18 years together. 13 years married. It just feels as if it was all for nothing.
    Ya…I hate Facebook and the other social networking sites.

  18. stefan bouchard says:

    Hello I would like to know what people thinks about the fact that my boyfriend took me off his firends list after 1.5 years of relationship. I would like to have a responds just so that perhaps I’m over reacting.

    Thanks

  19. Ceesmom says:

    My husband got reconnected with his ex-wife on fb. I’m on fb but we’re not friends but he had her on his page and said I didn’t ask to be his friend and that’s why he doesn’t have me on. I am so hurt by this and it is hard for me to swallow. There is so much disrespect and I have told him that this hurts me but he refuses to come off. I have already left him and I want nothing to do with his family. She sent my husband a message and he forgot to log off so I sent one to her. His family has befriended her on fb and I have found her number in his phone. He claims because they have kids together they need to stay in touch. His kids are 25 and 27, so that part I don’t understand. I too have an ex spouse, but I don’t have him as my friend on fb because it’s nothing but trouble and I have a minor child!

  20. tigress says:

    My husband and I just had an argument over his choice of facebook friends. We are newly married and I love him so dearly. I had a facebook account before we were married but I did not take it seriously and never looked into it. When he learned about it and how to operate it he was intensely interested and fascinated that you could find old friends, etc. He started collecting friends right away. Seeing how involved he was I revived my FB page and discovered that I could contact people too. We both are now “obsessed” with checking our accounts and the whole ball of wax that comes with the photo albums and ease of contact with everyone. Lately I noticed he has changed his privacy settings and jumps out of his skin sometimes when I walk in the room on him unexpectedly. He clicks the laptop off real qiuck and sits there looking stupid and red in the face. I’m no fool, I know he’s involved with the opposite sex in some capacity. So today I looked at his friends lists and saw photos of women that would fit into the soft porn category. I also found communications he was having with an ex-lover. I confronted him with it and the argument ensued. He said, “Well, what about all the male friends you have???!!!” That’s what and who they are==real friends. I really resent his lame manner of defense and excuses he was trying to give me concerning his behavior, as someone here so aptly put it, “It’s a playground for him” right now. It hurts me to see he thinks I’m stupid, that he’s doing nothing wrong, and that I’m wrong because I have real friends that I love as friends==not lovers or men I am lusting after. I’ve given him the warning and sent him this article via FB. We have to do something about all this or this marriage is not going to last much longer. By the way he is a minister of the gospel!!! Need I say more?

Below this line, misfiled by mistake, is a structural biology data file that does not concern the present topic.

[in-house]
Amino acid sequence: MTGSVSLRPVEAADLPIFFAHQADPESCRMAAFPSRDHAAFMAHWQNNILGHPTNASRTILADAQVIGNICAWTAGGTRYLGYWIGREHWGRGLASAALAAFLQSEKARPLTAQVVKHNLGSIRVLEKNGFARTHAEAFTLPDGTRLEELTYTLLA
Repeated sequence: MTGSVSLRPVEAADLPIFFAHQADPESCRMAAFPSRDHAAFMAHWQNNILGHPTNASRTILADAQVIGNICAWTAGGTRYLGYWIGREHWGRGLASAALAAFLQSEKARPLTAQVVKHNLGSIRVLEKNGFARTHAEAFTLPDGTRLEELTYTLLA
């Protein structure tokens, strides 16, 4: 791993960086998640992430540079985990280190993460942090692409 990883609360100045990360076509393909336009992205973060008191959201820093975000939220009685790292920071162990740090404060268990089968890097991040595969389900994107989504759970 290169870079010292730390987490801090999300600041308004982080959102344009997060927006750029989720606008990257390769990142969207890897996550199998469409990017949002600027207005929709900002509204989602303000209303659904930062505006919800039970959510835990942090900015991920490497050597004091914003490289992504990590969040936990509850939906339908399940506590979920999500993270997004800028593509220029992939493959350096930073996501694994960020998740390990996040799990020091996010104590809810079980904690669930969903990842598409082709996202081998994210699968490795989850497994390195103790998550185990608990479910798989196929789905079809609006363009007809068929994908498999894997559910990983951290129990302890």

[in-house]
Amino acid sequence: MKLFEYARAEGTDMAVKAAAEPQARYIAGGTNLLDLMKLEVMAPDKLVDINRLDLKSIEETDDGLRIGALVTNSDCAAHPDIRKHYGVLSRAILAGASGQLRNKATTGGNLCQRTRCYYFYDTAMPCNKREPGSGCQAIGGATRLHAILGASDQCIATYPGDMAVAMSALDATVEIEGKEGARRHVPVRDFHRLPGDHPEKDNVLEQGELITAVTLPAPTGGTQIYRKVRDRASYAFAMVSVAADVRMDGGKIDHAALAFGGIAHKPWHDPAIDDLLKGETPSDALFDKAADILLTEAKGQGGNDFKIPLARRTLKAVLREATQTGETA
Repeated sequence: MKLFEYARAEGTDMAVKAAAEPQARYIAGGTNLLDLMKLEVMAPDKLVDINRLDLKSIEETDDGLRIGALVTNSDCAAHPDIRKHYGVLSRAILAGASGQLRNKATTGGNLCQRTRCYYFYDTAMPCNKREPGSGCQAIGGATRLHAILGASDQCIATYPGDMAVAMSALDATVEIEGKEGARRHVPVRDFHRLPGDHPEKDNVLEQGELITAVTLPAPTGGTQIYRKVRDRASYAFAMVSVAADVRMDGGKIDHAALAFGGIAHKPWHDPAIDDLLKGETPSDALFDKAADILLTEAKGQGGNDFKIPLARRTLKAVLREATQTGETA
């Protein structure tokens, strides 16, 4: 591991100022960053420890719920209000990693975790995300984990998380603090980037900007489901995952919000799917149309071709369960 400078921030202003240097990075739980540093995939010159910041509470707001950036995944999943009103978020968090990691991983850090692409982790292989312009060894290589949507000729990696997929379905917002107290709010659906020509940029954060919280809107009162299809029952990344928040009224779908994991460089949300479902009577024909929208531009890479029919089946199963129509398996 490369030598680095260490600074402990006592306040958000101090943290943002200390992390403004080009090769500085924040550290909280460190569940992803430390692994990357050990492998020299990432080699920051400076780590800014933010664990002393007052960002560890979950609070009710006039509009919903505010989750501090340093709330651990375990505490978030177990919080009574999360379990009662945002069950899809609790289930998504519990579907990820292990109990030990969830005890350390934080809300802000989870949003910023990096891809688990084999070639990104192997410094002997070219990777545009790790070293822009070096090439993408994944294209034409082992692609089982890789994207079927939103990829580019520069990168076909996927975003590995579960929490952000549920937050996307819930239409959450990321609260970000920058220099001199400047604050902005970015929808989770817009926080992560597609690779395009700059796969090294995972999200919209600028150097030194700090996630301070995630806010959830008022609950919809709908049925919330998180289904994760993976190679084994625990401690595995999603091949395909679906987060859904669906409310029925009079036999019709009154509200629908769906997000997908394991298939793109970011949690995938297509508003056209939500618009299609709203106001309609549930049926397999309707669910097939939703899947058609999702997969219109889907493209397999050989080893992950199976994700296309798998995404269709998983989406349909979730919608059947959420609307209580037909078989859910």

21. Mark Write says:

    I have had a long standing issue with facebook, my wife and our marriage. At one point last year my wife was spending up to 5 hours per day on it. She was putting salacious photos of herself and would allow anyone to be a “friend.” We had confrontations over sexualized comments from her with others and she stopped. The I confronted someone on there and it blew up. He asked her to have sex to make me jealous. She deleted him but it was my fault for confronting him in the first place (He has two Domestic Violence Arrests-she didn’t know him). She then blocked me from seeing her friends. We are having marital problems. I have many issues that I need to work on. I have asked her to work her account with the suggestions that you have made. She sees it as control. She has turned off her account for now. I do have insecurity problems and control issues that I am working on. I am not perfect. I feel her account exacerbates issues. Any suggestions?

  22. Don Masters says:

    If any of you women are tired of this crap, and hate IPhones and Facebook I would gladly date you and treat you like the princess you are. Women and Men, who pull this crap on FB, and then turn it around to where “you” are the one with the “issues” needs to be divorced immediately.

  23. Master Don says:

    Okay well. maybe my last post was my being upset. Upset that my wife of 10 years has also been on Myspace and FB for a few years. it HAS led to an emotional affair, all lied about and hidden, this was not the woman I married. We have a child, and just bought a house together. None of that mattered. FB chat turned into chronic IPhone texting with 100’s of msgs between them. All for me to be told that she just doesnt think she is in love with me anymore. Well, Right! As long as you have your IPHone you dont need another human being! My child suffers the neglect, I suffer the abandonment. This has killed our marriage, and we are headed for divorce.
    It saddens me deeply that so many have gone thru the same thing.

  24. Black Pearl says:

    Thank you for this article. I never thought I would be a statistic of marriage fighting over fb.But today I am. My husband has become this careless men. befriending exes and having innapropriate and suggestive chats. posting suggestive comments on pictures. i have raised this issue. but he keeps digging the hole deeper. He defriended me. requested I untag myself.he wants privacy to do everything he wants. It seems to me he wants to live as if he was still single on fb even though we are linked as married. his actions on fb i find demeaning not for me alone but himself.